Traveling through Arizona, it’s difficult not to become obsessed with the Saguaro. They are like snowflakes … no two are alike. Each cactus its own personality, and much like people watching in the airport, I find myself creating a life story for every one I see.
A visit to the Saguaro National Park has been atop my bucket list for sometime, even before our 2014 goal of 12 national parks. This April, we had a trip planned to Arizona for another workation and we thought the timing might allow for us to witness some blooming cacti.
In preparation to visit the park, I learned a few things:
- Even in my years of Spanish language training, no matter how hard I try not to pronounce the hard G sound, it comes out SAGarrrow.
- The park is divided into two sites, separated by the city of Tucson. It’s not a quick jaunt between the two, and the East park is quite a different experience from the West.
- The park is home to MANY more cacti than just Saguaro.
- There are lots of great activities and tours of the park.
With so many fun options for a park tour, we were able to plan for the two-mile guided hike in the east park. Of course, we happened to choose the hottest day of the year. Luckily, it was spring and the high was only supposed to be 95 degrees (instead of soaring above 100 like it does in summertime).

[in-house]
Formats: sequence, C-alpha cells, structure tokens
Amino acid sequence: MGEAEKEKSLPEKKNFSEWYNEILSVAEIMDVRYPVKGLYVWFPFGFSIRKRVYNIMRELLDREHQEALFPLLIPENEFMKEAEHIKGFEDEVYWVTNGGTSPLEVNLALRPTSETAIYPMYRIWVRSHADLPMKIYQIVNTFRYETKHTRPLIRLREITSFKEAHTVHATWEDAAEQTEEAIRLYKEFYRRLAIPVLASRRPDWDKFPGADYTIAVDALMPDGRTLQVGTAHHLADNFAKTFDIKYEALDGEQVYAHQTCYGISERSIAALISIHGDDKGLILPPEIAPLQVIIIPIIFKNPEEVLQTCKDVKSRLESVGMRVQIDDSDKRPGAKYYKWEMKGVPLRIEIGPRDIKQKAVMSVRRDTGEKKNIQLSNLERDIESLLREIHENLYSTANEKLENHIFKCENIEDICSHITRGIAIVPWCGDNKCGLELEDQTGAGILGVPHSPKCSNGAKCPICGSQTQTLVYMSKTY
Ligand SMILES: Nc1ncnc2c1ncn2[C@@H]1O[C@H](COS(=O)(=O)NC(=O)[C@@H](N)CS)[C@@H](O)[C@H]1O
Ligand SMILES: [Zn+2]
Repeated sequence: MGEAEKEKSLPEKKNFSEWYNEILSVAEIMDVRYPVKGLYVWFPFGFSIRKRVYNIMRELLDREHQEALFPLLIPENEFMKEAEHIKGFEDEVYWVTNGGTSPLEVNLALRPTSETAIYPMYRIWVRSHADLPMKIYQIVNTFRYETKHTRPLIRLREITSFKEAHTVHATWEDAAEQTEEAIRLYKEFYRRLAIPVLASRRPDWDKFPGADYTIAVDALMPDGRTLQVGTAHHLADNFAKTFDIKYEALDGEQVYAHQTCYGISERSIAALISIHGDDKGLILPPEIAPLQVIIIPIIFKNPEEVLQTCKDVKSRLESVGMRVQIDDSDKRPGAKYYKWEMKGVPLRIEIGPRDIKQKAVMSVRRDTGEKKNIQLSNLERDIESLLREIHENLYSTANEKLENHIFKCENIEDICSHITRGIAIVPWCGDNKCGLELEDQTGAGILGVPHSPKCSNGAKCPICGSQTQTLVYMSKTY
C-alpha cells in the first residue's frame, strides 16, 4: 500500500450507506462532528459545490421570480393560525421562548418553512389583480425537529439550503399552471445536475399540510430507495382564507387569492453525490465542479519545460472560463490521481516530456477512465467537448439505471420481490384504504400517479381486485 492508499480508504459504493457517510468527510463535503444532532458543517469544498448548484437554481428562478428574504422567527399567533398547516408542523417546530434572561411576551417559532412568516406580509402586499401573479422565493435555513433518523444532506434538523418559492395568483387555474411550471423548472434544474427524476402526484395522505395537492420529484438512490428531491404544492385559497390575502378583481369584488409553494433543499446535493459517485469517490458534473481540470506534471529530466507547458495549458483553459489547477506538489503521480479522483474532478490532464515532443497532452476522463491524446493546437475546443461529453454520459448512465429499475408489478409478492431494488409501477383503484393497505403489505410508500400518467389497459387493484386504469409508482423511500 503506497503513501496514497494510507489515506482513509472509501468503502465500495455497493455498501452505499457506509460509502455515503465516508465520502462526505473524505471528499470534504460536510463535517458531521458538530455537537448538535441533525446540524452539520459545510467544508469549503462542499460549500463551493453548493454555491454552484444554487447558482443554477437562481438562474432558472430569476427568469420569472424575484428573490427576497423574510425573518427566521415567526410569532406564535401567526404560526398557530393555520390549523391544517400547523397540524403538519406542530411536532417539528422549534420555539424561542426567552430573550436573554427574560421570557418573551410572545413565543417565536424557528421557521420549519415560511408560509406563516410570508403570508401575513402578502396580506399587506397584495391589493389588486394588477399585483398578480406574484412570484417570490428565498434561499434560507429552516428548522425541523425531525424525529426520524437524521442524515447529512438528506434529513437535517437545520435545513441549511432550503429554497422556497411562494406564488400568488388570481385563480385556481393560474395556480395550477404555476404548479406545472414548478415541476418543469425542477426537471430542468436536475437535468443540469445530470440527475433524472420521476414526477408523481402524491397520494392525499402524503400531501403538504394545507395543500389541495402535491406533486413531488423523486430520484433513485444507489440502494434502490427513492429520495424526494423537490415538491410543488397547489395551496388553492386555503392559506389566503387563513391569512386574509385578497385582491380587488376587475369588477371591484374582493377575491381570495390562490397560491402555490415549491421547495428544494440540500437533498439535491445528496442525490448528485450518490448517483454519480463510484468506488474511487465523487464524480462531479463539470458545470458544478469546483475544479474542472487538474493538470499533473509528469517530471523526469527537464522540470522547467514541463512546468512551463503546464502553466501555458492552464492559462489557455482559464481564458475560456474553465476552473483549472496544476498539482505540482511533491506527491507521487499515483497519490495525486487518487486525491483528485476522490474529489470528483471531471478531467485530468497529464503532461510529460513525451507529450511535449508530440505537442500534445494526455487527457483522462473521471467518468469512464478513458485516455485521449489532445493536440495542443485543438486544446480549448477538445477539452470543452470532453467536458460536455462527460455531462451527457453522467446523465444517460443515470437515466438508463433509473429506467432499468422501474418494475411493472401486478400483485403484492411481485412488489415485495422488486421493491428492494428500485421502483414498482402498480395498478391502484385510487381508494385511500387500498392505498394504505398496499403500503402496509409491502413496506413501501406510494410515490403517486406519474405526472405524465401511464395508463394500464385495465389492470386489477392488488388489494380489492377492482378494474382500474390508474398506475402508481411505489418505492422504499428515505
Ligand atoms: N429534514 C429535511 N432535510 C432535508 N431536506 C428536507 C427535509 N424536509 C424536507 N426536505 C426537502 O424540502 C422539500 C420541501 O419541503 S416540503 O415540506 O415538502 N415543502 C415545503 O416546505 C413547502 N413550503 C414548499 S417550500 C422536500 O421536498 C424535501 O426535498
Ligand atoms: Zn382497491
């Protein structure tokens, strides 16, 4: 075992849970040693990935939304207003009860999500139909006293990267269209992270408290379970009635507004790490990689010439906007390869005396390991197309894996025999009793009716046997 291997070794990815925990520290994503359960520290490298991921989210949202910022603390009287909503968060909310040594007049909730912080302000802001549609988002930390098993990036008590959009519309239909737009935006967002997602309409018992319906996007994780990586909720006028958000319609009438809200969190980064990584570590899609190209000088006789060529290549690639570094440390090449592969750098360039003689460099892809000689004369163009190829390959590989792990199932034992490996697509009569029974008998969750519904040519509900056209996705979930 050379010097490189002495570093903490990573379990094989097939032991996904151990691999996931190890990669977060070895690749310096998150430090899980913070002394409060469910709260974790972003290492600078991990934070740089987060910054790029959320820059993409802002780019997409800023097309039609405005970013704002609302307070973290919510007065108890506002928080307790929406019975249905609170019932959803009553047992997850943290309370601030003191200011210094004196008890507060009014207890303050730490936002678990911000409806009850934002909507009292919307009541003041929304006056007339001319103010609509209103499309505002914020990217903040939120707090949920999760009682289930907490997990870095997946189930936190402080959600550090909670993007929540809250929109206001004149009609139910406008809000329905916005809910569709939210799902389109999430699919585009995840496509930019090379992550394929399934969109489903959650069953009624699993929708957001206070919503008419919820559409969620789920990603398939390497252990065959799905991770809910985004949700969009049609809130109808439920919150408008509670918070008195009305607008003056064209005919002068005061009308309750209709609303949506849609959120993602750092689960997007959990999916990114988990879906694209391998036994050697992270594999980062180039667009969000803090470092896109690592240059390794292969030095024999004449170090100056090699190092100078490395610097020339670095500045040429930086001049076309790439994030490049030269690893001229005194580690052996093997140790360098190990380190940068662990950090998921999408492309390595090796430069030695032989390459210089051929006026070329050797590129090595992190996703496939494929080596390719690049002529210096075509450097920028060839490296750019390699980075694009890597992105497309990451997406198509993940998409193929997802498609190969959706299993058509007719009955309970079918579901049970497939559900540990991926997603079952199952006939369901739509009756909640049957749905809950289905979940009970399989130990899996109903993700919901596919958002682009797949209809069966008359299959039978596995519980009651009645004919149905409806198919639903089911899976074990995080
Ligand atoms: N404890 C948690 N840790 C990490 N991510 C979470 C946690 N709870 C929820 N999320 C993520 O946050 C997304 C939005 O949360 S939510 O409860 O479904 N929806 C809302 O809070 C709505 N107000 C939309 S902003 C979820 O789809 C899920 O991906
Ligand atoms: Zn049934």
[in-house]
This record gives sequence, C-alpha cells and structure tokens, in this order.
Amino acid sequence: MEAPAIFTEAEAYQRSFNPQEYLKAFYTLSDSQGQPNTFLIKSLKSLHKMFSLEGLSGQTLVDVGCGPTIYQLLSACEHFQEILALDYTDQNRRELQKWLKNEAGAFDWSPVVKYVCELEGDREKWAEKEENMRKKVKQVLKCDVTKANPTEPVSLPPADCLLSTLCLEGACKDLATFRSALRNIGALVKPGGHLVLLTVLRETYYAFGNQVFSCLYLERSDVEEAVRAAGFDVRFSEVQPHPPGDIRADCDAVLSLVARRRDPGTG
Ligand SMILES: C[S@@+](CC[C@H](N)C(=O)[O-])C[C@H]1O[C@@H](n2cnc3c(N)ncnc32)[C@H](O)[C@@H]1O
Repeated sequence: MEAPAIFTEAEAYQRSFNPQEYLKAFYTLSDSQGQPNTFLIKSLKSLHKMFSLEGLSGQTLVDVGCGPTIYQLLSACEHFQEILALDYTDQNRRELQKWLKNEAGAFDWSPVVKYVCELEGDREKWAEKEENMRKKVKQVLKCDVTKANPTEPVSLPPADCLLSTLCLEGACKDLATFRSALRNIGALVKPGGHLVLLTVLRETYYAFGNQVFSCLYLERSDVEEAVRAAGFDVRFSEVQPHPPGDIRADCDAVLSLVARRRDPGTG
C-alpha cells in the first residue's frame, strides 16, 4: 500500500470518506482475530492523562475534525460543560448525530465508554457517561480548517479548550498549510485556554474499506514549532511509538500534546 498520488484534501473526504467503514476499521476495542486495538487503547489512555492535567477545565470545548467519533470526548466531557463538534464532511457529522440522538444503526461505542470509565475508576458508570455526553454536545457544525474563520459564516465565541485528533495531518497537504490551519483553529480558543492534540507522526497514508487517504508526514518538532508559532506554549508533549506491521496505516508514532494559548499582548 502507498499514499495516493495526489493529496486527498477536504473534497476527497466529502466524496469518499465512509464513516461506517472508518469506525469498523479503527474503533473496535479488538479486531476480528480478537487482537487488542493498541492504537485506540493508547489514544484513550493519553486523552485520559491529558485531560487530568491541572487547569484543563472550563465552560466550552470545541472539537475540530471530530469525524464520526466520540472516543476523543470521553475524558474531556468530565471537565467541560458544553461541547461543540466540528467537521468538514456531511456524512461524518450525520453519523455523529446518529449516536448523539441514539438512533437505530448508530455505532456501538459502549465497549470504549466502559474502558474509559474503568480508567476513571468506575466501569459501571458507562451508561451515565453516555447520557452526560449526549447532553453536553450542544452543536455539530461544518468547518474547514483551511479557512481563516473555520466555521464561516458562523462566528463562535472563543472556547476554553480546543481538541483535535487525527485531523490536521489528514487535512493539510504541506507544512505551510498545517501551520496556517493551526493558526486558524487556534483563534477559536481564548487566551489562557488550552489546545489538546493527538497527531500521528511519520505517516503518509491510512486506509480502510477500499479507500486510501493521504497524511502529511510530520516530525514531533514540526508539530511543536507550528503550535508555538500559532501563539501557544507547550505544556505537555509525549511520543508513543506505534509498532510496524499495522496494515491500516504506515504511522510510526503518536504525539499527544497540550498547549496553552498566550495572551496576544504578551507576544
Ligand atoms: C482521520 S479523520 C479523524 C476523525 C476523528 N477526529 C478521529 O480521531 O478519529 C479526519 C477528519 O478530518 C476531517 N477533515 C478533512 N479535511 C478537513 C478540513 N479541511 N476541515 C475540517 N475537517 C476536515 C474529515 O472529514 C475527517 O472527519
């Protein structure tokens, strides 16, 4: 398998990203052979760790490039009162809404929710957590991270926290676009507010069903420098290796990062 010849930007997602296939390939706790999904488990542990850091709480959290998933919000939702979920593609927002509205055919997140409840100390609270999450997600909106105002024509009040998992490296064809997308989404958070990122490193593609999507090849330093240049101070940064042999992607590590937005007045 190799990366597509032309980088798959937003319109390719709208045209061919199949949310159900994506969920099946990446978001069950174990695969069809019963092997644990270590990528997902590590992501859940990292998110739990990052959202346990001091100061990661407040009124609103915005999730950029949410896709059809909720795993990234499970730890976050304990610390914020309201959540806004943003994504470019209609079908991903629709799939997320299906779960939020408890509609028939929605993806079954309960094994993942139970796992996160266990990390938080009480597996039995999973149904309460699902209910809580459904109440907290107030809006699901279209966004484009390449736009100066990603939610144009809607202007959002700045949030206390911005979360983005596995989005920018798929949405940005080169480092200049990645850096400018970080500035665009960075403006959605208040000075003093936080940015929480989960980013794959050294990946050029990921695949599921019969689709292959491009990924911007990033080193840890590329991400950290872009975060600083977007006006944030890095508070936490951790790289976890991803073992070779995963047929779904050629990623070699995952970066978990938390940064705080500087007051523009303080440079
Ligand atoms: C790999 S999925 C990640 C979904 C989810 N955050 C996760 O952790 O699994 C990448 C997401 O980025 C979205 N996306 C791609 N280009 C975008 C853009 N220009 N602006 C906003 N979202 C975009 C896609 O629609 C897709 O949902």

Loaded down with water, sunscreen, big hats and an umbrella we set out down a trail with our volunteer guide, Greg Leitmer from Illinois who winters in Arizona. A couple also accompanied us from Virginia.
When we initially set out, we thought that we’d be surrounded by Saguaro. But, we learned that in the East park, since it was once grazing land, the Saguaro are older but not as plentiful. However, there is more diversity of cacti and I found it provided us a chance to get to really get to know each Sagauro and an individual basis.
For example, there was “Mister Perfect.” As we stood in awe under this towering icon, we got to see all his special traits, as well as a few flaws. Then, there was “Twisted Sister.” Talk about unique characteristics, she had taken some twists and turns over the years for sure.
We also paid homage to a few of our fallen Saguaro heroes. The elements and age have taken their toll and back to the earth they returned. Our tour guide Greg, remember the year this one has taken his fall, feeling fortunate to have seen it once in it’s glory.
Once we got to know some of the special Saguaros and see their surroundings in the East park, we made our way across Tuscon to the West park. As you start up the Sonora Desert hillsides, that is when the Saguaro forest starts to almost overwhelm and we were surrounded all right. Just like the dense forests of the Rockies Mountains, it became difficult to see the trees for the forest.
The desert began to show off its beautiful qualities, as you are greeted with the song of the Cactus Wren and the rattles of a Diamondback. We were there just before sunset, so the diversity of colors started to reveal themselves.
Alas, it was time to make or trek back to town, taking with us a revived passion for the desert and all its succulent celebrity.